MFI Stock Review: World Fuel Services (INT)
World Fuel Services (INT) is a provider of, you guessed it, fuel and related services to the marine, aviation, and land vehicle market, which is how the company is segmented. The marine segment (55% of sales, 51% of profits) and aviation (33%, 40%) provide similar services at seaports and airports. International container and tanker fleets in marine, and airlines and cargo carriers in aviation both contract with World Fuel to provide the convenience of a single source supplier, procurement outsourcing, quality control, price hedging, logistics, offering credit, and providing ancillary services like flight plans and weather reports. In general, you can think of INT as a fuel reseller and broker, earning the lion's share of profits on the spread between fuel acquisition costs and resale pricing, as well as about 20% on other services. The land segment (12%, 9%) is similar. This division mainly serves as a wholesale gasoline and diesel provider to service stations both in the U.S. and overseas. A handful of service stations are directly operated by the company.
Growth will come mainly through acquisition and market share gains. The company has been aggressively expanding its land business, acquiring TGS (a wholesaler in the mid-west) and U.K.-based Henty Oil this past April. Both are expected to add to profits this year. A discussion of growth prospects here also dove-tails into a discussion of competitive position. World Fuel faces a lot of competitors, from small regional outfits to direct selling efforts by the oil majors like ExxonMobil (XOM). But in this market, World Fuel is one of the largest players. They benefit from a strong balance sheet and good credit controls, the opposite of which are hurting smaller competitors. This should allow the company to continue to take market share and consolidate, providing solid growth and improved competitive position.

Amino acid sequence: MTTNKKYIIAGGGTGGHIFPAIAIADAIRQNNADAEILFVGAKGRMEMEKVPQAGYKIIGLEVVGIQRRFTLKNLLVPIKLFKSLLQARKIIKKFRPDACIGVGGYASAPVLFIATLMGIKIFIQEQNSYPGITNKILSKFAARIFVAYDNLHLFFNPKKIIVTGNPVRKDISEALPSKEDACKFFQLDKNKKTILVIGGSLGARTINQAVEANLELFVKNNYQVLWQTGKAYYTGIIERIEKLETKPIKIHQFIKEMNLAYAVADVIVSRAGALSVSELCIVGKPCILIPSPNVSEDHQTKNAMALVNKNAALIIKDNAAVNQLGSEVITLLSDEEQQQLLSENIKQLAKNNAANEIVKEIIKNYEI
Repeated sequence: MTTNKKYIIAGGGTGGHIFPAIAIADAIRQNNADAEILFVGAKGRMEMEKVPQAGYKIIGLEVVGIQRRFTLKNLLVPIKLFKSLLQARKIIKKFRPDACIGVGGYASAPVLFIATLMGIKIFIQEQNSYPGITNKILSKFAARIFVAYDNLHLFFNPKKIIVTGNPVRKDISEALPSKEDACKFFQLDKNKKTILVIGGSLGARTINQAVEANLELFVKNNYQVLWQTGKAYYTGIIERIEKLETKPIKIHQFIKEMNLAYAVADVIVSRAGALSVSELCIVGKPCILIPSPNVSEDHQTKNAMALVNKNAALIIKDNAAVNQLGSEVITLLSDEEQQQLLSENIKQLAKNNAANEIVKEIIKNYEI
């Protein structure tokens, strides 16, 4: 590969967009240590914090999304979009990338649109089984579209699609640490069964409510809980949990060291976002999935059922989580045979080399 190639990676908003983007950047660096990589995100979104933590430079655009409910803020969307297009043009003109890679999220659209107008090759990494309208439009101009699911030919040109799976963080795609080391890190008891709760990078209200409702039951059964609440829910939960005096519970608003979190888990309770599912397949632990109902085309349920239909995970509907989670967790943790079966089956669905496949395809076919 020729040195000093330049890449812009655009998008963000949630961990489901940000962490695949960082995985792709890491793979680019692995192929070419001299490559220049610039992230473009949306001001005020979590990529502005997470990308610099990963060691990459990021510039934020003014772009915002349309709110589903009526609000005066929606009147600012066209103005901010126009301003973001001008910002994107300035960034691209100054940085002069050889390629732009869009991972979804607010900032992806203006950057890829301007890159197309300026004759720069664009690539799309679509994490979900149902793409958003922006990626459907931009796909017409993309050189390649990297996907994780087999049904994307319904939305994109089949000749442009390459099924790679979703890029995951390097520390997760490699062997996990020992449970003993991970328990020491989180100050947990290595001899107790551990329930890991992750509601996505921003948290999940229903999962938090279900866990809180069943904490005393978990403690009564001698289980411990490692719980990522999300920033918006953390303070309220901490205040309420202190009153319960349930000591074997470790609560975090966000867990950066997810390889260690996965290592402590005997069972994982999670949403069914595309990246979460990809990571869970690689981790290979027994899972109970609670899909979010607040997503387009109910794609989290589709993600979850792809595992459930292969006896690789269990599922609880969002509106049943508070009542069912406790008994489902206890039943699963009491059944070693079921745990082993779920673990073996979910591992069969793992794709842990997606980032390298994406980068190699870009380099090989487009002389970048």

Financial health is good. The company's balance sheet has $366 million of cash and only $20 million of total debt. Free cash flow has been spotty in the past, with 3 of the last 5 years coming in cash negative. But 2008 and so far in 2009, free cash flow generation has been outstanding. Return on capital, too, has been solid, averaging about 21% (41% using the MFI formula) over a 5 year period, and coming in near 35% (124%) over the past few years. It is important to realize that this is a low margin business. World Fuel generally only generates a 2-3% gross margin on fuel resale. The most important factor to profitability is the company's ability to build inventory at low prices and then benefit from run-ups in fuel sale prices. This perfectly describes the situation for the past 6 months or so after prices plummeted in early 2009. That fact has allowed gross margins to climb to the 3.5-4.5% range over the past 2 quarters, a big boon to profits. Over the long term, gross margin is likely to decline back down to around 2%.
So, what are the risks? The first one was described earlier - volatility of fuel prices can be a boon (when they rise quickly) or a drag (when they fall quickly) to gross margin. Sales volume is dependent on the highly cyclical airline and shipping industries. Gas prices are also quite volatile and can lead to massive fluctuations in revenue levels, although World Fuel's profitability is more tied to gross margin than to revenues. Lastly, since growth is dependent on acquisition, the company faces the risk of overpaying.
Overall, however, I believe World Fuel is a decent MFI play. The flexibility of the cost structure allows the company to maintain profitability even in down periods, and its size and financial strength should allow continued consolidation of a massive market. The stock price has had a huge run-up, from the high teens last year at this time to the mid-50's today. At a 13.4% earnings yield, it still looks cheap, although the return of gross margin to the norm will hurt profitability. A bit too unpredictable to be a Top Buy, but a positive outlook nonetheless.